Scottish food blogger Graeme Taylor, serves up modern twist on a classic Scottish stovies recipe, perfect for using up leftover roast meat.

  • 90
  • 4
  • Easy
The word stovies comes from the French étuves, to stew in its own juices and it is the perfect recipe for leftover roast meat. I always plan ahead and will cook a roast a day or two before Hogmanay just so that I can have stovies at the bells. Just about every home in Scotland will have a different recipe for this dish, depending on everything from where you live, to what meat you prefer for your roasts. When I was young my mother would stew potatoes, carrots, onion and turnip in gravy and then add the leftover chopped lamb at the end to warm through. This is where I have returned after many iterations and variations through sliced potatoes hotpot-style to simply meat and onions. I do however prefer to use mutton for a deeper flavour. I leave the carrots in here for authenticity of childhood memory and out when I cook. I can’t abide cooked carrots. I prefer to use fresh stock but by all means use a cube if you don’t have any.


  • 2 onions, roughly chopped
  • 1/2 turnip, (swede) roughly diced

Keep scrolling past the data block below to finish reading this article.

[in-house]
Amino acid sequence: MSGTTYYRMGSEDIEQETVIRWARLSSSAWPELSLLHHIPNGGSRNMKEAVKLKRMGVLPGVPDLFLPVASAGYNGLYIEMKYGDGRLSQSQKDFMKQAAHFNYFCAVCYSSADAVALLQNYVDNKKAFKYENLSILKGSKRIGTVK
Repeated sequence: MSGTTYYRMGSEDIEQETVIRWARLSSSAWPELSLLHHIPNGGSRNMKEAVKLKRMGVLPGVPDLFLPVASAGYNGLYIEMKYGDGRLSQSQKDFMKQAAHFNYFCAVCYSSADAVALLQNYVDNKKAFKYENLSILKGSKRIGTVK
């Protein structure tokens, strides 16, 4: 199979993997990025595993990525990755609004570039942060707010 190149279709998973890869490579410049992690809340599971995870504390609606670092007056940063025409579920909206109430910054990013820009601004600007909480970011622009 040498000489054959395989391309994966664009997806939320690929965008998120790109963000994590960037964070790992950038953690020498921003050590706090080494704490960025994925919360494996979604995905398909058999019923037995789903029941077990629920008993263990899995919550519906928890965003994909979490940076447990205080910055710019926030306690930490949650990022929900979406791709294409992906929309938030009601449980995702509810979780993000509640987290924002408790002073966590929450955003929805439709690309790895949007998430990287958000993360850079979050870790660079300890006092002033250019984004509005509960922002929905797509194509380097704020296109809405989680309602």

• 2 medium potatoes, roughly diced
  • carrots, 1-2, sliced (optional)
  • 400ml of beef stock, preferably homemade, but 2 stock cubes in 400ml of water will do
  • leftover roast beef, lamb or mutton, 300g-500g, roughly chopped
  • 2 tsp oil, or dripping, for frying



1 In a heavy-based pot heat the oil or dripping then add the onions. Sweat down a little, allowing no more than a little colour to form

Add the remaining vegetables and stock and bring gently to the boil. Turn down to a simmer

3 Continue to simmer until potatoes and turnip are cooked and carrot and onion have softened

Add the meat, stir, and heat gently for a couple of minutes to warm the meat through

Serve in bowls, ideally with warm bread and a dram of whisky





This recipe first appeared on Great British Chefs. Take a look at their recipe collections for some more great Scottish Recipes.

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